Visiting exhibits that left a lasting impression

“The Wall that Heals” during its 2009 stopover in Lynn.
Aram Boghosian for The Boston Globe/File
“The Wall that Heals” during its 2009 stopover in Lynn.

The Wall that Heals Traveling Wall

Fraser Field, in Lynn, August 2009; Forest Dale Cemetery in Malden; Beachmont VFW in Revere, June 2013

The Vietnam Veterans Memorial Wall in Washington is a somber and elegant dedication to the more than 58,000 US military personnel who gave their lives during the Vietnam War. The Wall that Heals, a traveling replica accompanied by a mobile museum, comprises 24 panels and is about 250 feet long, listing names by date of casualty. The exhibit was unveiled in 1996 and has since been displayed in hundreds of cities and towns nationwide.

In Conversation: Modern African American Art

Peabody Essex Museum in Salem, June-September 2013

The 20th century was a tumultuous period for civil rights. This show, organized by the Smithsonian American Art Museum, featured the work of 43 black artists, including John T. Biggers, Melvin Edwards, and Romare Bearden. Through paintings, photographs, prints, and sculpture, the artists explored the Harlem Renaissance of the 1920s, the struggle for civil rights in the 1960s, and cultural phenomena such as jazz.

Annie Leibovitz: Women

Endicott College in Beverly, January-March 2010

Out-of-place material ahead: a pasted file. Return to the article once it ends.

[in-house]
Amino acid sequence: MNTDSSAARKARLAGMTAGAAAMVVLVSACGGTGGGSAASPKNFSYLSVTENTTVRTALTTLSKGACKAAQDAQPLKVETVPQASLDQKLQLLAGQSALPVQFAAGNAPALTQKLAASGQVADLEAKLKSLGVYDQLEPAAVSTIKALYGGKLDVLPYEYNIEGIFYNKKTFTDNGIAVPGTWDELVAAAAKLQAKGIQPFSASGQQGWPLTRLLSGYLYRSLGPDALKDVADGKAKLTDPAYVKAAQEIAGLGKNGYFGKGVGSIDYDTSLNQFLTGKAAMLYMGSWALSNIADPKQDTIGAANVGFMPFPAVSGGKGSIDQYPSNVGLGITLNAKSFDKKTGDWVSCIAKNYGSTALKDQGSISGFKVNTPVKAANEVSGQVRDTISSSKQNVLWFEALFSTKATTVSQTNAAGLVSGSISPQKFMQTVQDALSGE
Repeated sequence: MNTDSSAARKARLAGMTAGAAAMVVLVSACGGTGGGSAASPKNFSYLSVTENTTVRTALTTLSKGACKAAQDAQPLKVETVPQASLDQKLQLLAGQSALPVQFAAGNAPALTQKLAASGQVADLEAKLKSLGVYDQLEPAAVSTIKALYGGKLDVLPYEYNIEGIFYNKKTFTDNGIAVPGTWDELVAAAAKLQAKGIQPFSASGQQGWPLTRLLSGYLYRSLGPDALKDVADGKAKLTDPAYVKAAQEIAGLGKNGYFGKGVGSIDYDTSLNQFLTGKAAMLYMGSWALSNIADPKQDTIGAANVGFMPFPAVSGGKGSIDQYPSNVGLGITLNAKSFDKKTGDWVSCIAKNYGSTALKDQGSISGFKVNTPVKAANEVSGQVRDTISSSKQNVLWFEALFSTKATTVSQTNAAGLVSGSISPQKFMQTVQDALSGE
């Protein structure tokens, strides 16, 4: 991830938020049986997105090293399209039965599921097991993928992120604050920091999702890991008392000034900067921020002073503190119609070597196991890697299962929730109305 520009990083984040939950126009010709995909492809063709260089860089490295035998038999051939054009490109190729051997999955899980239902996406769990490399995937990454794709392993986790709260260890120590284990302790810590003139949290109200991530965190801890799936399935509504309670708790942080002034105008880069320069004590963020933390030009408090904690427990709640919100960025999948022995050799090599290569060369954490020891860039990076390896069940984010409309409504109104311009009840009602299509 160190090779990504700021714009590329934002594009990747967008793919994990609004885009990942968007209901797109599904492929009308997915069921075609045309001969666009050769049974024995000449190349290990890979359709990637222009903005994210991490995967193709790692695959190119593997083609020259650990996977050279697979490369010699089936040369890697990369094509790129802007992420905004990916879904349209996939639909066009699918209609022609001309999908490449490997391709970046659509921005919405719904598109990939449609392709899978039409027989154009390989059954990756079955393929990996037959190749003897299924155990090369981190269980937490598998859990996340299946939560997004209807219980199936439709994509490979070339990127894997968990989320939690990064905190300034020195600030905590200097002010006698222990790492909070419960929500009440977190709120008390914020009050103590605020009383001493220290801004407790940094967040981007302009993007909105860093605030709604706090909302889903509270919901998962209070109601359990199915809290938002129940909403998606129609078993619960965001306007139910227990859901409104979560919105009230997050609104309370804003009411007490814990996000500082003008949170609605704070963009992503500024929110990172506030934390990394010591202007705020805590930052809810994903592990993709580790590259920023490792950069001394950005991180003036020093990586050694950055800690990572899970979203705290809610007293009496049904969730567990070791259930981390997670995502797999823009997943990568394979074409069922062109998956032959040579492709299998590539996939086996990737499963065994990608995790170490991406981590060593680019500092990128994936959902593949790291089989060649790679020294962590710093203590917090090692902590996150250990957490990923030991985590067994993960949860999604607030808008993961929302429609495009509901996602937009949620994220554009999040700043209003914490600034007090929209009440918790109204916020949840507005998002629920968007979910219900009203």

Annie Leibovitz is famous for photographing famous people, anyone from John Lennon to Miley Cyrus. This collection of 29 large-sized portraits was devoted to women in various settings and societal roles, including Hillary Rodham Clinton, actress Gwyneth Paltrow, Olympian Jackie Joyner-Kersee, and chef/restaurateur Alice Waters, as well as an assortment of everyday people like a Las Vegas showgirl and an elderly chiropractic massage therapist.

Suited for Space

American Textile Museum in Lowell, December 2012-March 2013


As the saying goes, it’s the final frontier. But while many have pondered the moon, sun, planets, supernovas, and the concept of black holes, few have considered one of the most intricate marvels of space travel: the spacesuit. This exhibit, provided through the Smithsonian Institution Traveling Exhibition Service, provided a rare view of the specially engineered gear that evolved over time. Items on display included a replica Apollo spacesuit.

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